Does it make any difference in terms of time needed to check/delay if a disk is partitioned and the root is only a part of a disk?

Thanks for your replies!
P.
 
Old 01-14-2010, 06:36 PM   #12
jschiwal
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Quote:
Originally Posted by Peterken View Post
What about a machine running 24/7 serving a database; is ext3 not the best choice there?

@Drakeo: you mean that ubuntu does a check? I can't recall having noticed anything.

Guys, if that check can only be done at bootup/unmounted drive: what about a server that is running 24/7?
Does it make any difference in terms of time needed to check/delay if a disk is partitioned and the root is only a part of a disk?

Thanks for your replies!
P.
IIRC, JFS is tuned for database use. XFS is tuned for accessing large files. There are articles on the web comparing EXT3, ReiserFS, XFS and JFS. For the root partition, EXT3 would be fine.

Often the devil is in the details. For example, performance for a filesystem may vary if it is on a raid-5 array or LVM2 volulme. One really needs to test different filesystems for themselves before committing which one is best for them. For large commercial database, you may have an extemely large ram caching device with it's own UPS inside the server that is used by a caching service.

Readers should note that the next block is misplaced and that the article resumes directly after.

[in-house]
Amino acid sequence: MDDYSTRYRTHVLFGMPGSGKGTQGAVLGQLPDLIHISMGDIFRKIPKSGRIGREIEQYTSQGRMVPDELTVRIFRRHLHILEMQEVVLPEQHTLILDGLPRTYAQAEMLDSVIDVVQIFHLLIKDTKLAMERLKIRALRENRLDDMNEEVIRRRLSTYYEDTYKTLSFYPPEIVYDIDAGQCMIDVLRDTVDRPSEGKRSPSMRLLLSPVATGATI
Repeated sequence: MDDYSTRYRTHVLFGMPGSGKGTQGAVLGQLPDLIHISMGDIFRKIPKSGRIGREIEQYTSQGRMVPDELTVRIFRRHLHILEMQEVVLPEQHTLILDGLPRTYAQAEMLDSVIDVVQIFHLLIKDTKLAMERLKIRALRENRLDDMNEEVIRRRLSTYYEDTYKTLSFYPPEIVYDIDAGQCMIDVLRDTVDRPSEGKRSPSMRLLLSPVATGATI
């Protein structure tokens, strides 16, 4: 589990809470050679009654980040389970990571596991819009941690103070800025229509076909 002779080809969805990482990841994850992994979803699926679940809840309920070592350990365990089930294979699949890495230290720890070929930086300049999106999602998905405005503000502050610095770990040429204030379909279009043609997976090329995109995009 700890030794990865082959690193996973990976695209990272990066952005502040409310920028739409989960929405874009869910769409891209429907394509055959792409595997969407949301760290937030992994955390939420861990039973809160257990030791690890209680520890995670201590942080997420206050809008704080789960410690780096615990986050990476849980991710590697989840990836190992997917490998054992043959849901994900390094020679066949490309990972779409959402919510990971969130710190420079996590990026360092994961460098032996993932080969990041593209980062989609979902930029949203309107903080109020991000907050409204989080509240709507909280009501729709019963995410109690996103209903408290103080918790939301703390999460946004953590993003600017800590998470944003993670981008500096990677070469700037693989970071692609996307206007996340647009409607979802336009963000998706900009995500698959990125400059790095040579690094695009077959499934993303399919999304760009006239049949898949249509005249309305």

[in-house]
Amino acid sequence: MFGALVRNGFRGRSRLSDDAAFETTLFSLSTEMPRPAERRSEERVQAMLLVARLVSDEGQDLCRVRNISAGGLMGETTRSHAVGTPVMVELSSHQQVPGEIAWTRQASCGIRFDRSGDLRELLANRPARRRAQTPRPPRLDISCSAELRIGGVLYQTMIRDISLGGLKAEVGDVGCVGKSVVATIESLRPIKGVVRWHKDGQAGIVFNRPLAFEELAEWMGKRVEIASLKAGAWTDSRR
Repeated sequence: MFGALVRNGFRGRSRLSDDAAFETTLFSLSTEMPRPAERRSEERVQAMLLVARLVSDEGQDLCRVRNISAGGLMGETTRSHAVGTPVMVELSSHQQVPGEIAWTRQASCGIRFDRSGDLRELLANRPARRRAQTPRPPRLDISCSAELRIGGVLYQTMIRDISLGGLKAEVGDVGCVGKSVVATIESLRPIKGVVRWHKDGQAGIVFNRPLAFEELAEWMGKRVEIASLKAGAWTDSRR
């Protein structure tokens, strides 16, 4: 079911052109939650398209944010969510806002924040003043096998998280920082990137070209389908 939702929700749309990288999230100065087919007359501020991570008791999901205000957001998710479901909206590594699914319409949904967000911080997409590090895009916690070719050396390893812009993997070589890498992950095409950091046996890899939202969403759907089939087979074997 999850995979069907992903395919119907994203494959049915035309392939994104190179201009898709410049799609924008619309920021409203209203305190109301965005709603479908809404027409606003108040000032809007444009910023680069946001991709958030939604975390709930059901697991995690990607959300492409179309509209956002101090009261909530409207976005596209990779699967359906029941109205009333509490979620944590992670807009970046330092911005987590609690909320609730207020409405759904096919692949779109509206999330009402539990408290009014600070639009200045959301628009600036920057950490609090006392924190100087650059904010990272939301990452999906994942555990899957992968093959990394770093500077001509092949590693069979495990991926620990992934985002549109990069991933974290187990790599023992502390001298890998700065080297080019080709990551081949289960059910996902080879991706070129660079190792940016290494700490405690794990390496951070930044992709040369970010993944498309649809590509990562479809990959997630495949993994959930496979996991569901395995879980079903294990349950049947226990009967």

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Old 01-16-2010, 06:16 AM   #13
Peterken
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So choosing a filesystem on a linux machine is not that straightforward and apparently you have to weigh the pros and cons for your purpose.

In the beginning of the boot messages, I noticed ext2 as a file system but the fstab states it's ext3. Does this mean that there is a 'switch/conversion' every time?

Does it make any difference in terms of time needed to check/delay if a disk is partitioned and the root is only a part of a disk?
 
Old 01-17-2010, 10:03 PM   #14
Drakeo
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Quote:
What about a machine running 24/7 serving a database; is ext3 not the best choice there?

@Drakeo: you mean that ubuntu does a check? I can't recall having noticed anything.